By using both vertical spatial and polarization diversity, many advantages over only polarization diversity are realized. First, since the magnitude of both αD1 and αD2 can be smaller than 45°, more signal is vertically polarized, resulting in better propagation of the transmitted signal. Second, received signals are better isolated due to the spatial separation. Third, the resulting structure may be narrower since dual pole antennas are generally built with two series of adjacent patches.
An additional advantage is that the spatial and polarization diversity structure has two design parameters, allowing more flexibility to determine an optimal setup.
Referring now to FIG. 4, a drawing of an illustrative embodiment of a dual antenna structure according to the present invention is shown. A dual antenna structure, shown generally as 100, has a top aperture, shown generally as 102, and a bottom aperture, shown generally as 104. Both apertures 102 and 104 are contained in housing 106.
In the illustrative embodiment, top aperture 102 is comprised of seven elements, one of which is indicated by 108. Each top element 108 has a length 11 of approximately 3 inches and is vertically spaced from adjacent top elements by 3 to 6 inches, with 6 inch spacing shown in FIG. 4. Each top element 108 has a polarization angle αD1 of 30° clockwise as viewed. Each top element 108 is connected via the top feed network 112 to a first communication system not shown.
Likewise, bottom aperture 104 is comprised of seven elements, one of which is indicated by 110. Each bottom element 110 has a length l2 of approximately 3 inches and is vertically spaced from adjacent bottom elements by 3 to 6 inches, with 6 inch spacing shown in FIG. 4. Each bottom element 110 has a polarization angle αD2 of -30° clockwise as viewed. Bottom elements 110 and top elements 108 lie along the same vertical line within housing 106. Each bottom element 110 is connected via the bottom feed network 114 to a second communication system not shown.
Housing 106 has height h of 8 feet, width w of 6 to 8 inches, and depth d of 3 inches. The height of bottom aperture p is 4 feet. The vertical diversity distance sD is 4 feet.
Housing 106 may be constructed from a non-conductive material such as an engineering plastic. Top elements 108 and bottom elements 110 may be constructed from aluminum or copper strips. Top feed network 112 and bottom feed network 114 may be implemented using coaxial cable, microstrip circuits, or a similar hollow waveguide.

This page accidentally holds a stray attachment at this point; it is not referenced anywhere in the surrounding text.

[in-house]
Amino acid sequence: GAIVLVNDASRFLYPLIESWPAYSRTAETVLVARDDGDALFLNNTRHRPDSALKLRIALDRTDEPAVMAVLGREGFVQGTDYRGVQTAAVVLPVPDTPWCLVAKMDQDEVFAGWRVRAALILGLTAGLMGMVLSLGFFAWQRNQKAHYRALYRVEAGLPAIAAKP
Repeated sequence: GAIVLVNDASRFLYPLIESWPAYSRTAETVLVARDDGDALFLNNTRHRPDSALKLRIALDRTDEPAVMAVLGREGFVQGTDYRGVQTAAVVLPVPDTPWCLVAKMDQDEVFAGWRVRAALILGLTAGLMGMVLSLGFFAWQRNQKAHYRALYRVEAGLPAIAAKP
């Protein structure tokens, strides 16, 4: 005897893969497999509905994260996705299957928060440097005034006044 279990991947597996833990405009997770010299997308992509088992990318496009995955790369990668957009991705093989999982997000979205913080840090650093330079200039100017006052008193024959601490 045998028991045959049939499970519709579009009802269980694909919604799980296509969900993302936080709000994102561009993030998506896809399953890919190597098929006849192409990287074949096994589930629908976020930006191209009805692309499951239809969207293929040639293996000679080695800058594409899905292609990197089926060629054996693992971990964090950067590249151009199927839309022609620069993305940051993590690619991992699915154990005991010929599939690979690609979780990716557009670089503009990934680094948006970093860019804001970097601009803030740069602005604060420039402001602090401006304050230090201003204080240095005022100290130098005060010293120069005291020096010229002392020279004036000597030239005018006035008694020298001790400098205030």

It will be understood by one of ordinary skill in the art that FIG. 4 is illustrative, and that different dimensions, numbers of elements, element configurations, polarization angles, and material may be used based on many factors including carrier frequencies, power, and desire to limit size and cost, within the scope and spirit of the present invention.
While the best modes for carrying out the invention has been described in detail, those familiar with the art to which this invention relates will recognize various alternative designs and embodiments for practicing the invention as defined by the following claims.
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|U.S. Classification||343/853, 343/797, 343/800|
|International Classification||H01Q9/16, H04B7/08, H04B7/10, H01Q21/08, H01Q1/24, H01Q21/24|
|Cooperative Classification||H01Q21/08, H01Q1/246, H04B7/10, H04B7/08, H01Q21/24, H01Q9/16|
|European Classification||H01Q21/08, H04B7/10, H04B7/08, H01Q9/16, H01Q21/24, H01Q1/24A3|
|Dec 24, 1997||AS||Assignment|
Owner name: U S WEST, INC., COLORADO
Free format text: ASSIGNMENT OF ASSIGNORS INTEREST;ASSIGNORS:SCHWENGLER, THOMAS;PERINI, PATRICK L.;REEL/FRAME:008917/0294;SIGNING DATES FROM 19971218 TO 19971219
|Jul 7, 1998||AS||Assignment|
Owner name: U S WEST, INC., COLORADO
Free format text: ASSIGNMENT OF ASSIGNORS INTEREST;ASSIGNOR:MEDIAONE GROUP, INC.;REEL/FRAME:009297/0480
Effective date: 19980612
Owner name: MEDIAONE GROUP, INC., COLORADO
Free format text: CHANGE OF NAME;ASSIGNOR:U S WEST, INC.;REEL/FRAME:009297/0442
Effective date: 19980612
|Jul 24, 2000||AS||Assignment|